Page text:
Tips for Choosing a New PCP

Tips for Choosing a New PCP

A primary care physician (PCP), or primary care practitioner, is a healthcare professional who practices general medicine. PCPs are our first stop for medical care and can make a huge difference in the quality of care we receive.

They provide essential services such as annual checkups and coordinating medical treatment with various specialists as well as the referrals or prescriptions necessary to get approved for medical imaging such as CT/MRI scans. 

To find the right PCP, you should first identify what is important to you in a doctor-patient relationship. Whether you’re joining a new insurance network or looking to see a doctor at a different location, here are some questions to consider when deciding which primary care physician is right for you. 

Who is in-network?

If you have health insurance, it helps to choose an in-network PCP because your costs may be higher otherwise. In some cases, using an out-of-network doctor may mean paying higher medical costs – or even paying the full cost for care. 

If you don’t have health insurance or prefer not to use it, be sure to ask your prospective doctor about the cost per visit. Having this information upfront could save you a lot of money in surprise bills later on. 

How accessible are they?

Distance and convenience are important factors to consider when choosing a PCP, especially when you’re making the decision for your household or extended family.

Consider how far the doctor’s practice is from your home, school, or office and how easy it is to get there through your preferred means of transportation. There may be a lot of PCPs in one neighborhood but very few in others. Due to COVID-19, many primary care practices have been forced to shut down which makes finding a convenient location even more challenging for those with already limited access.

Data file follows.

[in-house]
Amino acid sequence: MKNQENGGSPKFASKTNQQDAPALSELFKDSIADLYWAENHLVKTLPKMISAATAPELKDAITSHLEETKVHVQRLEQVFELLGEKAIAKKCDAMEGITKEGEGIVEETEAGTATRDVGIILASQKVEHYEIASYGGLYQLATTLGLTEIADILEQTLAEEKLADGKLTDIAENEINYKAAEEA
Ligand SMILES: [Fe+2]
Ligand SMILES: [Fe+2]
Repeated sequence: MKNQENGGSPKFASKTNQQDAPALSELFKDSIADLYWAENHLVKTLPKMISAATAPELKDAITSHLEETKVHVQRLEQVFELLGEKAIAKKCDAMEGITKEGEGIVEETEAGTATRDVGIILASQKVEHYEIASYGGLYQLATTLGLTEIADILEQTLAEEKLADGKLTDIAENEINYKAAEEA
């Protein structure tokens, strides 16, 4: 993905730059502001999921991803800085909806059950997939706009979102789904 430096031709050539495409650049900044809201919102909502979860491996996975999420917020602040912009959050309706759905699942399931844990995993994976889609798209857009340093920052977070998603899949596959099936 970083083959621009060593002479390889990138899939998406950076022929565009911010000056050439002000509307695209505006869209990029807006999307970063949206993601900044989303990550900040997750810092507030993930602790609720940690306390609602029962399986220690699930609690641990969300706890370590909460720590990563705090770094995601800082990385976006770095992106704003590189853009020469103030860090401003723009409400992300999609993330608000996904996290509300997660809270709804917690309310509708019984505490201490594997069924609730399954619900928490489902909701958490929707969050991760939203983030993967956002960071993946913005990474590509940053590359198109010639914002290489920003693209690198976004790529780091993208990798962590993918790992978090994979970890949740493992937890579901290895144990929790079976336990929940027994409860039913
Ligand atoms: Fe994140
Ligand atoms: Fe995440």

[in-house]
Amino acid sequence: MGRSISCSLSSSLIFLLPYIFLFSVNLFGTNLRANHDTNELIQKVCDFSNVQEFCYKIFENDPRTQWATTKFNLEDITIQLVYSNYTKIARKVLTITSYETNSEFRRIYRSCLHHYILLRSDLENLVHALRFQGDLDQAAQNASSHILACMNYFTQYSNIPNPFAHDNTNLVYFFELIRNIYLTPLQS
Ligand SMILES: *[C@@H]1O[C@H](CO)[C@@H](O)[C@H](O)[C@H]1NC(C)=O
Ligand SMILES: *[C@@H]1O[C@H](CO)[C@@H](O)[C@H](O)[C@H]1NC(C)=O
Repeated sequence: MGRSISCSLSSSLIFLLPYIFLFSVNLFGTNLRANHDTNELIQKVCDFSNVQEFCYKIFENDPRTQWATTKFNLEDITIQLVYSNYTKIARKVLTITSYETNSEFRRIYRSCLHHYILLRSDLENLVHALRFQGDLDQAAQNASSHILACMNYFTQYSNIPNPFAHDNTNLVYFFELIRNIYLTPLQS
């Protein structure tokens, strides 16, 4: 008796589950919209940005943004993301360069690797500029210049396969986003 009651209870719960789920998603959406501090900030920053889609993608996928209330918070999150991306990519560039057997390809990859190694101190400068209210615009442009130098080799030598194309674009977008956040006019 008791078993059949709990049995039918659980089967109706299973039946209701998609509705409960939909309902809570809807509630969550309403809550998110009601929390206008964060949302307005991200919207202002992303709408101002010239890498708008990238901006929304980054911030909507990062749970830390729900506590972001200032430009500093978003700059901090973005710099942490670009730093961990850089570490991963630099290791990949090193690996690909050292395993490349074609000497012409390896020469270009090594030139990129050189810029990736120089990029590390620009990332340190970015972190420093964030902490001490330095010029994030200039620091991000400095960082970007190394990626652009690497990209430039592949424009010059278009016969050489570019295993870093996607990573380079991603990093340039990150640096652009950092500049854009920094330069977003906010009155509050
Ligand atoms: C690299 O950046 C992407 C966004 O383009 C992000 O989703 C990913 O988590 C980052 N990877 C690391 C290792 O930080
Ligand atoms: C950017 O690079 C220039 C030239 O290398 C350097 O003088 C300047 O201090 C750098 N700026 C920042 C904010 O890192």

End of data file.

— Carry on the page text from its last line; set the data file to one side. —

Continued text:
Research shows lower-income neighborhoods tend to have more “safety net” facilities like community health clinics, public clinics, and hospital emergency rooms than primary care physician offices.

In areas without well-developed public transportation systems, access to primary care physicians could be severely restricted.

What kinds of PCPs are out there?

Choosing a PCP is especially important if you are deciding for you or someone you know with chronic conditions that require regular doctor visits. There are different types of primary care practitioners since the term can refer to any of the following types of medical professionals:

  • Family Medicine Practitioner
  • Internist
  • Pediatrician
  • Geriatrician
  • Nurse Practitioner
  • Physician Assistant 

Where will tests take place?

Similar to a physician’s office location, it is a good idea to ask whether basic procedures such as lab tests, x-rays, and scans are performed in-office or off-site at an imaging facility. 

Medmo connects individual patients to imaging centers based on their individual location preferences, not their PCP’s office. We also offer lower rates on tests for patients who wish to skip insurance and pay the centers directly. Whether you want to prioritize your home, school, or work as your location’s range, Medmo has got you covered. 

How available is the doctor?

One of the most important things to consider when looking for a new PCP is whether or not you’re able to see them. This means knowing their office hours and how that aligns with your schedule. Some doctors are booked weeks and/or months in advance which makes scheduling a last-minute appointment nearly impossible. 

Telemedicine and direct primary care (DPC) physicians are up-and-coming alternative options that directly combat these problems. DPC physicians charge a monthly fee that is typically $100 or more which gives patients unlimited and direct access to their doctor. 

To get more insight on this topic, you may want to consult your insurance or digital review and marketplace services like Zodoc to find doctors who might be a good fit.
To book an MRI, visit us at Medmo.com. Medmo helps people schedule radiology imaging tests – such as MRI, CT scans, PET, and more – at nearby accredited centers and identify the payment solution that works best for them.

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